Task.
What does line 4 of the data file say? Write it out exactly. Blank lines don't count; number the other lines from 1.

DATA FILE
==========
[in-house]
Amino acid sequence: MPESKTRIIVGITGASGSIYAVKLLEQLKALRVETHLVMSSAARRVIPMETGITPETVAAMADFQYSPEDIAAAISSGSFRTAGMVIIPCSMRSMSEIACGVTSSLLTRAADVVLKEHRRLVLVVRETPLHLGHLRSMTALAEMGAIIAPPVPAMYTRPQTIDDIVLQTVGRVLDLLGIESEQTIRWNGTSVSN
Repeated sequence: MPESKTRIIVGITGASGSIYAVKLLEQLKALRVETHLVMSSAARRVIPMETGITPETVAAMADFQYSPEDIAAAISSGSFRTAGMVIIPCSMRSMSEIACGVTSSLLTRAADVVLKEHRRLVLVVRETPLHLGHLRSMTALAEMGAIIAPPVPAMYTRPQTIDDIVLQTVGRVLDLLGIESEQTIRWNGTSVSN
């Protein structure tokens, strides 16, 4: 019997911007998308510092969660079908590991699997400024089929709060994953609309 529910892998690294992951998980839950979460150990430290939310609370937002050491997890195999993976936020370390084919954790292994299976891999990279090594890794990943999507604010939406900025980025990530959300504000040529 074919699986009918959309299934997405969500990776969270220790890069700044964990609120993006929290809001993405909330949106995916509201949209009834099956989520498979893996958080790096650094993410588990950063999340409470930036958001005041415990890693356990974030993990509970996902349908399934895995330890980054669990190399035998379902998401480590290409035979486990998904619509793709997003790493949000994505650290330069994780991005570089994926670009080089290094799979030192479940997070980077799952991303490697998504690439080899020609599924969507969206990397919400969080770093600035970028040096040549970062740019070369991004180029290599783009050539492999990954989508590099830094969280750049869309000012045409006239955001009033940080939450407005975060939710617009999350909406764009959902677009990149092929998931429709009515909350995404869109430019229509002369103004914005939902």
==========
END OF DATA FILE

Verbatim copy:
């Protein structure tokens, strides 16, 4: 019997911007998308510092969660079908590991699997400024089929709060994953609309 529910892998690294992951998980839950979460150990430290939310609370937002050491997890195999993976936020370390084919954790292994299976891999990279090594890794990943999507604010939406900025980025990530959300504000040529 074919699986009918959309299934997405969500990776969270220790890069700044964990609120993006929290809001993405909330949106995916509201949209009834099956989520498979893996958080790096650094993410588990950063999340409470930036958001005041415990890693356990974030993990509970996902349908399934895995330890980054669990190399035998379902998401480590290409035979486990998904619509793709997003790493949000994505650290330069994780991005570089994926670009080089290094799979030192479940997070980077799952991303490697998504690439080899020609599924969507969206990397919400969080770093600035970028040096040549970062740019070369991004180029290599783009050539492999990954989508590099830094969280750049869309000012045409006239955001009033940080939450407005975060939710617009999350909406764009959902677009990149092929998931429709009515909350995404869109430019229509002369103004914005939902």